Between 1963 and 1980, American SFF author Phyllis MacLennan (1920-1912) published one novel and seven short stories (bibliography and obituary). She served as a translator and linguist in Military Intelligence during WWII. As I can find little about her work online, I decided to review three of her SFF short fictions. Perhaps they’ll inspire me to pick up her sole novel Turned Loose on Idra (1970), which I bought in 2014.
“Thus Love Betrays Us” (1972), 4.5/5 (Very Good): First appeared in the September 1972 issue of The Magazine of Fantasy and Science Fiction, ed. Edward L. Ferman. Read the story here.
Deirdre, a night-less and oppressive world filled with thick mists and layers of moss, had only just been charted and described. To finish the survey, the ship Magus leaves Alex Barthold behind to catalogue its biological features. At first Alex craves the freedom an empty planet promises after the personal friction, lack of privacy, and constant noise on an interstellar ship (129). Soon after its departure, an accident destroys the Magus leaving Barthold alone in his research tent…. and the nightmare that unfolds chills to the bone.
With a mask to protect from fungal spores in the mist, Alex journeys from his dome into the swallowing fog. “FootFinder” luminescence leaves prints to guide him back. His daily research trips become more and more unnerving as the “dream-like atmosphere” and the nagging sensation of an unseen presence just out of sight leaves him with a sense of unreality (131). He starts to question if the Magus or a rescue ship will ever return to the plant. His shelter becomes a trap and he flees into the gloom—and encounters a translucent being with skin “blue-white as watered milk” whose internal organs “pulsed in faint tinges of blue and green” (133).
And soon Alex projects all his desires for companionship on the seemingly friendly being named Sessiné. And Sessiné’s world and rituals, of which Alex cannot help but be a part, are too alien for him to understand.
The jarring collision of stressful first contact with an explorer experiencing a psychological breakdown triggered by a planet’s oppressive environment creates a Molotov cocktail of a story. As with Philip José Farmer’s disquieting “My Sister’s Brother” (variant title: “Open to Me, My Sister”) (1960), MacLennan suggests that humanity only wants to encounter polyps of one’s self in space. Sessiné’s people are truly alien and a product of the environment in which they dwell.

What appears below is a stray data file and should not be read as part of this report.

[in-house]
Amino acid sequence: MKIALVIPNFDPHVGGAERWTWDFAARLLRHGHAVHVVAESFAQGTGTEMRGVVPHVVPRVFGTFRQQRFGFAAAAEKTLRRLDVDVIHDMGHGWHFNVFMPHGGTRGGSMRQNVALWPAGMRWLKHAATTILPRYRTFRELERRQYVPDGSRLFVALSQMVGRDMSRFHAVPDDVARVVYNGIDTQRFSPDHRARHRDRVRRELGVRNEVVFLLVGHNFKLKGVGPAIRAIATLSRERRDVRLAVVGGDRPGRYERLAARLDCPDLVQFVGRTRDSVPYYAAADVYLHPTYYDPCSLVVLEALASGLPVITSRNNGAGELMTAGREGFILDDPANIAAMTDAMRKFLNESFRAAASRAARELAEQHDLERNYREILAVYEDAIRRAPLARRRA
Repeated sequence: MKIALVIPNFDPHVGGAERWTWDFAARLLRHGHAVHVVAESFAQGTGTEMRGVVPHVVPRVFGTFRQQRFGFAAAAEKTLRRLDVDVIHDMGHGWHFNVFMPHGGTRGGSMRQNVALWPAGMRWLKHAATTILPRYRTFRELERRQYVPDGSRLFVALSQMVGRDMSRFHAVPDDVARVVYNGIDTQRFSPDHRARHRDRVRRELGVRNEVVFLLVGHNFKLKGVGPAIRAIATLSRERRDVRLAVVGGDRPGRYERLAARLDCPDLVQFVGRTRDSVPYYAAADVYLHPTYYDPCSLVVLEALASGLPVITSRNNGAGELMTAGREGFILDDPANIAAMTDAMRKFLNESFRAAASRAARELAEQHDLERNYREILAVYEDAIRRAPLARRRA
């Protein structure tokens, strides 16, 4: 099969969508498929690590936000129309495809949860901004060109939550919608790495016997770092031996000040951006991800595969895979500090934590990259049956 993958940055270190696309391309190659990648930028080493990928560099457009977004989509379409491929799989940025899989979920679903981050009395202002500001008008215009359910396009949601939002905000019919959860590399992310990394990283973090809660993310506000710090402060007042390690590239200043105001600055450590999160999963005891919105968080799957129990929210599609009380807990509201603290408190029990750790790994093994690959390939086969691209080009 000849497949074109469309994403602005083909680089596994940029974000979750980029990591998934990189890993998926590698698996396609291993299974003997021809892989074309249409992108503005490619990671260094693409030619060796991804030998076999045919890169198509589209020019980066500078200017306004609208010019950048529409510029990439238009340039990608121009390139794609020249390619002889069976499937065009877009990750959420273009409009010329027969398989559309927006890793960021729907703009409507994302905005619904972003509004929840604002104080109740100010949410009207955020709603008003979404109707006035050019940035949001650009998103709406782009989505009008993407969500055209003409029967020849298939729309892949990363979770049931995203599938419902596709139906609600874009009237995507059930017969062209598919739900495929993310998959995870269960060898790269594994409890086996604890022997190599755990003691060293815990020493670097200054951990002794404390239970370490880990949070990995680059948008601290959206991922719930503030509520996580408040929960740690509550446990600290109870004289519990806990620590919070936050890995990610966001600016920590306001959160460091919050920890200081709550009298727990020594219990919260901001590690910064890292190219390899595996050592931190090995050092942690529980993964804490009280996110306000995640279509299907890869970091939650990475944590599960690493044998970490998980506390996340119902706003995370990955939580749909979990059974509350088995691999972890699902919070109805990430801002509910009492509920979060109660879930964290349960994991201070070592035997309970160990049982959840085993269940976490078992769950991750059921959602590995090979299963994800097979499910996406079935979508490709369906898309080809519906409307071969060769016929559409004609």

“A Day in the Apotheosis of the Welfare State” (1975), 2.75/5 (Vaguely Average): First appeared in the July 1975 issue of The Magazine of Fantasy and Science Fiction, ed. Edward L. Ferman. Read the story here.
An occasionally smart satire on a well-trod premise: the soul crushing welfare state. Peter works Tech. He pats his computer goodbye and dreads going home… Blocking his path are “the boys”—hordes of uneducated masses supported by the state that refuse to put their brains to use. In cars like “Dodgem toys” (146), “the boys” attempt to block his way home. When he emerges from his hellish commute, his wife bemoans his inability to fit in with her ignorant friends… Fighting the good fight, Peter refuses to stoop down to the tactics of the masses. But the moment he breaks might be just outside his door.
MacLennan flips the script on the trope of the housewife wanting her husband to achieve higher status via promotion and connections. Angie instead wants Peter to blend in with those who refuse to work.
I must confess, I can’t wrap my head around the basic logic of so many of these “evils of the welfare state” premises. So many of us have our souls destroyed by the forces of capitalism (bad pay, extreme work hours, lack of healthcare, dead-end opportunities, etc.). Would a welfare state be more soul destroying? Suggesting that all outlets for our creative juices, productive desires, and our drive to succeed would suddenly be erased by a basic income (the mechanics aren’t spelled out by MacLennan) bewilders. Is not the issue instead “meaningful” work vs. “crushed by the system and I must support my family” labor?
“A Contract in Karasthan” (1963), 3/5 (Average): Phyllis MacLennan’s first published short story only appeared in the July 1963 issue of Fantastic Stories of Imagination, ed. Cele Goldsmith. Read the story here.
Born enshrouded in a caul, the narrator grows up with what appears gifted to be the “power of second sight” (105). In his head he “sees” another land. A mysterious meeting with a woman who creates an “oasis of stillness” at a crowded gathering (105), yields cryptic clues about a floating island that sends out dreams that “ensnare the souls of those it has marked for its own” (106). He sets off to find Karasthan’s perambulating cartography. As his senses detect its encroaching presence, he must decide whether he will allow himself to be conquered by his dreams.
MacLennan’s first story is an effective fantasy mood piece with a haunting Calvino-esque touch. While the first section fascinates, the second sours ever so slightly with moments of uninventive Orientalism.
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